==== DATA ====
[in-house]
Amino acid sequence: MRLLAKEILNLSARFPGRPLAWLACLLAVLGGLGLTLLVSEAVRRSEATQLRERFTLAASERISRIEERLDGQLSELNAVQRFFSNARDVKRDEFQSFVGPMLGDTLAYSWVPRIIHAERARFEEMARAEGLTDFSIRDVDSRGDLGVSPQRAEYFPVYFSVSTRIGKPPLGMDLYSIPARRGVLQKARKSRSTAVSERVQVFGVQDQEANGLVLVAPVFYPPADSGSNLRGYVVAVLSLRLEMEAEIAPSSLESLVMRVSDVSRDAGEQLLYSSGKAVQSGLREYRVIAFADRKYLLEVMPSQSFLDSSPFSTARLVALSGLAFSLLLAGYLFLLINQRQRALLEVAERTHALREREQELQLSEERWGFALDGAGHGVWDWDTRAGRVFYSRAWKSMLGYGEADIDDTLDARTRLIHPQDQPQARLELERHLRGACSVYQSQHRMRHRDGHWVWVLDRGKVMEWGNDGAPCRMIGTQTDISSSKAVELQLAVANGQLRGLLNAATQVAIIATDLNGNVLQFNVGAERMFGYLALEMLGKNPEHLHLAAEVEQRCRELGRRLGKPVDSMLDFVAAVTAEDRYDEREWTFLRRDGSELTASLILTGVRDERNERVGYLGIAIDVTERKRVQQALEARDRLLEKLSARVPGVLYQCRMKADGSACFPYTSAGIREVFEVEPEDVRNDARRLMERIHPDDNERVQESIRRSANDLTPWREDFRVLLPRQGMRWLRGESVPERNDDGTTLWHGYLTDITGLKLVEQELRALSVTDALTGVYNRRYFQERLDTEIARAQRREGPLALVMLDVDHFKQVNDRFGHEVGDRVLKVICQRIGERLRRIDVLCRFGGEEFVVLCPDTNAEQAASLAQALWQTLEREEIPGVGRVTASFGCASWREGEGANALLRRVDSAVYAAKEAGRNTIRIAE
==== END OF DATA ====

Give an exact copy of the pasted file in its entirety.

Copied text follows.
[in-house]
Amino acid sequence: MRLLAKEILNLSARFPGRPLAWLACLLAVLGGLGLTLLVSEAVRRSEATQLRERFTLAASERISRIEERLDGQLSELNAVQRFFSNARDVKRDEFQSFVGPMLGDTLAYSWVPRIIHAERARFEEMARAEGLTDFSIRDVDSRGDLGVSPQRAEYFPVYFSVSTRIGKPPLGMDLYSIPARRGVLQKARKSRSTAVSERVQVFGVQDQEANGLVLVAPVFYPPADSGSNLRGYVVAVLSLRLEMEAEIAPSSLESLVMRVSDVSRDAGEQLLYSSGKAVQSGLREYRVIAFADRKYLLEVMPSQSFLDSSPFSTARLVALSGLAFSLLLAGYLFLLINQRQRALLEVAERTHALREREQELQLSEERWGFALDGAGHGVWDWDTRAGRVFYSRAWKSMLGYGEADIDDTLDARTRLIHPQDQPQARLELERHLRGACSVYQSQHRMRHRDGHWVWVLDRGKVMEWGNDGAPCRMIGTQTDISSSKAVELQLAVANGQLRGLLNAATQVAIIATDLNGNVLQFNVGAERMFGYLALEMLGKNPEHLHLAAEVEQRCRELGRRLGKPVDSMLDFVAAVTAEDRYDEREWTFLRRDGSELTASLILTGVRDERNERVGYLGIAIDVTERKRVQQALEARDRLLEKLSARVPGVLYQCRMKADGSACFPYTSAGIREVFEVEPEDVRNDARRLMERIHPDDNERVQESIRRSANDLTPWREDFRVLLPRQGMRWLRGESVPERNDDGTTLWHGYLTDITGLKLVEQELRALSVTDALTGVYNRRYFQERLDTEIARAQRREGPLALVMLDVDHFKQVNDRFGHEVGDRVLKVICQRIGERLRRIDVLCRFGGEEFVVLCPDTNAEQAASLAQALWQTLEREEIPGVGRVTASFGCASWREGEGANALLRRVDSAVYAAKEAGRNTIRIAE